Reply To: BA Miffed Fleet

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Eselle – I have to say, on this occasion, I disagree with you.

I’ve not had reason to take issue with MF before, not encountered a sense that they feel embarrassed, seen them being off with customers or displaying an anti-employer attitude.

To give an example on trip in J a couple of months back I spotted Drambuie listed as a drink on the menu, having read previously this had been ‘enhanced’. I asked for one, the MF lady said sure, disappeared for a little while and came back to say sorry there wasn’t any and offered all the other spirits they had. Handled professionally.

I see them as a less experienced crew than legacy, less well paid, but able to perform a perfunctory service level and in general are cheery and willing, though lacking in polish.

Alan, I think we all need to remember that we have a very small data sample from our own personal experience and I accept what you are saying.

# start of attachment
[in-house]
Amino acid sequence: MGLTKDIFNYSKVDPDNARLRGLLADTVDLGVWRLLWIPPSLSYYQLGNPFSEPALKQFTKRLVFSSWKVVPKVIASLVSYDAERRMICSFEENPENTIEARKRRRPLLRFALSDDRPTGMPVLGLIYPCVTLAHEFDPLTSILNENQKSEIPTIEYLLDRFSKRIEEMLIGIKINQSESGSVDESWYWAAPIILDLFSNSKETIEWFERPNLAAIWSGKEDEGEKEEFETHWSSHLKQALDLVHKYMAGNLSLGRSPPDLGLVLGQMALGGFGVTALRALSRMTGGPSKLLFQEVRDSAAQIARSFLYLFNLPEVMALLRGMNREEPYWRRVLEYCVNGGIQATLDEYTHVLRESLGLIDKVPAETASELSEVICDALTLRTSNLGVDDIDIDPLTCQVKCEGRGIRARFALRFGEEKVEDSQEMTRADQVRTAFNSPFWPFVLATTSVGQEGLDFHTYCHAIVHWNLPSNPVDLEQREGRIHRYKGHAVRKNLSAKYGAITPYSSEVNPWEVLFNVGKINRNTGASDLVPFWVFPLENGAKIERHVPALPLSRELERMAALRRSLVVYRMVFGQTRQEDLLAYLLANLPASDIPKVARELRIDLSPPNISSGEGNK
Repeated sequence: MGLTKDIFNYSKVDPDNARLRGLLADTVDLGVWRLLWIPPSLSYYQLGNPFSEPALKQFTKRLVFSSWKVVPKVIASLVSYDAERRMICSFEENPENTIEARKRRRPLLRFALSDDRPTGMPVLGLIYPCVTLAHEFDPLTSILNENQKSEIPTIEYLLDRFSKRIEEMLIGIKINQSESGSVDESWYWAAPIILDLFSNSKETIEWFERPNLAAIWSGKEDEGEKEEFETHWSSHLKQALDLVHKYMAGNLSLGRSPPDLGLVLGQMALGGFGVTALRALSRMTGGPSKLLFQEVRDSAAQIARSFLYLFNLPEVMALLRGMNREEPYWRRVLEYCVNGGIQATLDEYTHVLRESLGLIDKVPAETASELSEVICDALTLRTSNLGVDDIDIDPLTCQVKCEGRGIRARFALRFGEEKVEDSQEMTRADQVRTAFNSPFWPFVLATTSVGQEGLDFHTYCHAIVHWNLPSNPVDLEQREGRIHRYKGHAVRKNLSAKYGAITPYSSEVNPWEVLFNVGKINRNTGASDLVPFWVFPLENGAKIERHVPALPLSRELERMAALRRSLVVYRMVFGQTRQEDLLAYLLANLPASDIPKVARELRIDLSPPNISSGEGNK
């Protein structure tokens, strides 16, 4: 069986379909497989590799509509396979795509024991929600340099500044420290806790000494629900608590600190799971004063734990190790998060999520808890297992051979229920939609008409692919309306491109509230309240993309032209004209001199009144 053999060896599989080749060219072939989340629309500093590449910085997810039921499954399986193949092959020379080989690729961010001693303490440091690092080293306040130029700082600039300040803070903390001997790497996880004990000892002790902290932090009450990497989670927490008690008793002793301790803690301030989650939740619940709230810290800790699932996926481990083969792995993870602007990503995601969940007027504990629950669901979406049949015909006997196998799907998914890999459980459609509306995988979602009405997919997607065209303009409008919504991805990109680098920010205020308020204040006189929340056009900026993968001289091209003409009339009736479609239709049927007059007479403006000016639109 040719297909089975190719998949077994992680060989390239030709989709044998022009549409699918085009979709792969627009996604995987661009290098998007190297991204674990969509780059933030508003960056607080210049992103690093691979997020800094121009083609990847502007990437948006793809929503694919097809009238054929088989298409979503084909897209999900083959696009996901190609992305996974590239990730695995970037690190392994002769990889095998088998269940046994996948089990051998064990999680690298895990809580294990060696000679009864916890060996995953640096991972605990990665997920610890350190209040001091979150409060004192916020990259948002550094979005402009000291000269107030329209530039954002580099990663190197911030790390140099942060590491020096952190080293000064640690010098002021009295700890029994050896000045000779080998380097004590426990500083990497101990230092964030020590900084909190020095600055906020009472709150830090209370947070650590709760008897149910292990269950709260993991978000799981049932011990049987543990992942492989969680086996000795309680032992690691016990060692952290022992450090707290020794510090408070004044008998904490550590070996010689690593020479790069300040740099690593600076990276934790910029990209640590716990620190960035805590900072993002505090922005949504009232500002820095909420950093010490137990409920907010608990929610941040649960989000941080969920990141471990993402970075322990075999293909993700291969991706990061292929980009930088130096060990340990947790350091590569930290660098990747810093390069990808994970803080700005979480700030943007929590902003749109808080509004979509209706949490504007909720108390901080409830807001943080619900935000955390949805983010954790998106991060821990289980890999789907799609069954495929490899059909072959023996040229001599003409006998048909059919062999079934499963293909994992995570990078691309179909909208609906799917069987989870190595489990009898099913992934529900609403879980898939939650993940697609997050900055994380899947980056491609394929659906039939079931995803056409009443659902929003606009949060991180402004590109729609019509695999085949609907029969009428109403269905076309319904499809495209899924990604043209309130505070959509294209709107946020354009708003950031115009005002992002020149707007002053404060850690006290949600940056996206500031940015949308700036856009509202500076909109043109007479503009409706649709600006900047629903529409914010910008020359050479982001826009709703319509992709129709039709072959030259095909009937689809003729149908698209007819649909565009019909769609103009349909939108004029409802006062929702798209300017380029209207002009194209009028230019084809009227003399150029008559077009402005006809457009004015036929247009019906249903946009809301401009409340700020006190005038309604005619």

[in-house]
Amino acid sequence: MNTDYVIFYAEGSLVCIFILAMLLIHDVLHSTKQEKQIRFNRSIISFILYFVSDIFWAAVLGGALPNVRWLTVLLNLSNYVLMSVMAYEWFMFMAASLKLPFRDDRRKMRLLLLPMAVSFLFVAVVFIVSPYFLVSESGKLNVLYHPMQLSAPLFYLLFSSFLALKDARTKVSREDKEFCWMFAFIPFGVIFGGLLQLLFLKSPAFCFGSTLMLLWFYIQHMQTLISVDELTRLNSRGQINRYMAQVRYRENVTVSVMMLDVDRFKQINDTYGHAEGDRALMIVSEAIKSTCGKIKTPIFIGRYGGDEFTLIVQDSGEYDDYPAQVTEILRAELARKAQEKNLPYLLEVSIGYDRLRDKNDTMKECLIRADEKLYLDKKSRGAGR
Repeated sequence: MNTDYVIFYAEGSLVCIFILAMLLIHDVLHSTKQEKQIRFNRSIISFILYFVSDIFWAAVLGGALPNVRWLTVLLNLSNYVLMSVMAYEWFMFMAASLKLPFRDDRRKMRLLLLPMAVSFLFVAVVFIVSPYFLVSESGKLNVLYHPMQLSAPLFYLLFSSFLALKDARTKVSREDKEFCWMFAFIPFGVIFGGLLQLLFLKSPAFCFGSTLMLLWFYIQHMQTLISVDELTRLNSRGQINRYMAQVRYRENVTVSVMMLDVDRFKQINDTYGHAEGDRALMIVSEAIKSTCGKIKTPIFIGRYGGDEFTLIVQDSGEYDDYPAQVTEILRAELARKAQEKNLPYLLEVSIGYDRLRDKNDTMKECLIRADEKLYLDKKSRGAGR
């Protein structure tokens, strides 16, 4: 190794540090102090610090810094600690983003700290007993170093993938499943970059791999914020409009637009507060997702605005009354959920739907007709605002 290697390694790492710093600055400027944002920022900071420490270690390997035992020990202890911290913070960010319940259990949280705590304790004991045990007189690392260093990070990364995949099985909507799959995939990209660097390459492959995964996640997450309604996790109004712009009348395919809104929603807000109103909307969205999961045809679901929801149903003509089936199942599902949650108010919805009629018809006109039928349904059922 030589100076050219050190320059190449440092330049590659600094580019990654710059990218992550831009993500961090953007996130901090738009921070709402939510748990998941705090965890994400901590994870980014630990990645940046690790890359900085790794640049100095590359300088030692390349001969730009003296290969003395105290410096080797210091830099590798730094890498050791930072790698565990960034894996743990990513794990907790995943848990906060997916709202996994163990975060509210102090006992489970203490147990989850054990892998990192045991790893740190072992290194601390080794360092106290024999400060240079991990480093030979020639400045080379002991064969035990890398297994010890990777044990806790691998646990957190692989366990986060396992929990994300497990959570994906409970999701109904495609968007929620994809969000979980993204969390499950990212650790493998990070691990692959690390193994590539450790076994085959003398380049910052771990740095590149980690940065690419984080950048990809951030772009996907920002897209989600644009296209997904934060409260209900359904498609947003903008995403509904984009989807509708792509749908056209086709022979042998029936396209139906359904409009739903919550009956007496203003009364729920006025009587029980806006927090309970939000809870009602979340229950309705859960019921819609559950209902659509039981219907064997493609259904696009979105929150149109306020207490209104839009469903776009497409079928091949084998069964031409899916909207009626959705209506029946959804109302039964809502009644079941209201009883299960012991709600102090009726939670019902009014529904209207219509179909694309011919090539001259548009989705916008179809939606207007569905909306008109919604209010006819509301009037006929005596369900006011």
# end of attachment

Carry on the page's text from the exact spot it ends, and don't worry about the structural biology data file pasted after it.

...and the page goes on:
On the other hand, I have seen several examples of what esselle describes in 2017 alone, during twenty odd MF flights.

I’ve also seen the ‘cheery, but unpolished’ approach that you have described.


Once again, the point of this thread is most definitely NOT to compare MF with legacy fleets – there is no point, they are so different in orgin and history.

I do agree that classroom learning (programmed learning, as I would refer to it) is only a relatively small component of building competence and that observing experienced colleagues operating, learning by experience (doing the job) and good coaching are significantly more important to the development of the individual (though the initial programmed learning should be the foundation for building).

However and I realise that you may not wish to answer this as a BA employee, what on earth are management doing in letting this group if crew get into a condition where they can do brand damage?

As I’ve said before, I believe that at least 85% of quality problems are the responsibility of management.

Though the IT outage was a dramatic and brand damaging event, I believe that the compound effect of a demotivated group of cabin crew, who are not well trained in service delivery, could have a worse impact over a period of time as the one off event will be forgotten, but the ongoing experience of crew will create a cumulative effect.

As we know, people are much more likely to share negative experiences, than positive and the media knows that bad news stories are more popular than good news.

So I ask again, to all on the forum, what is the point of mixed fleet?

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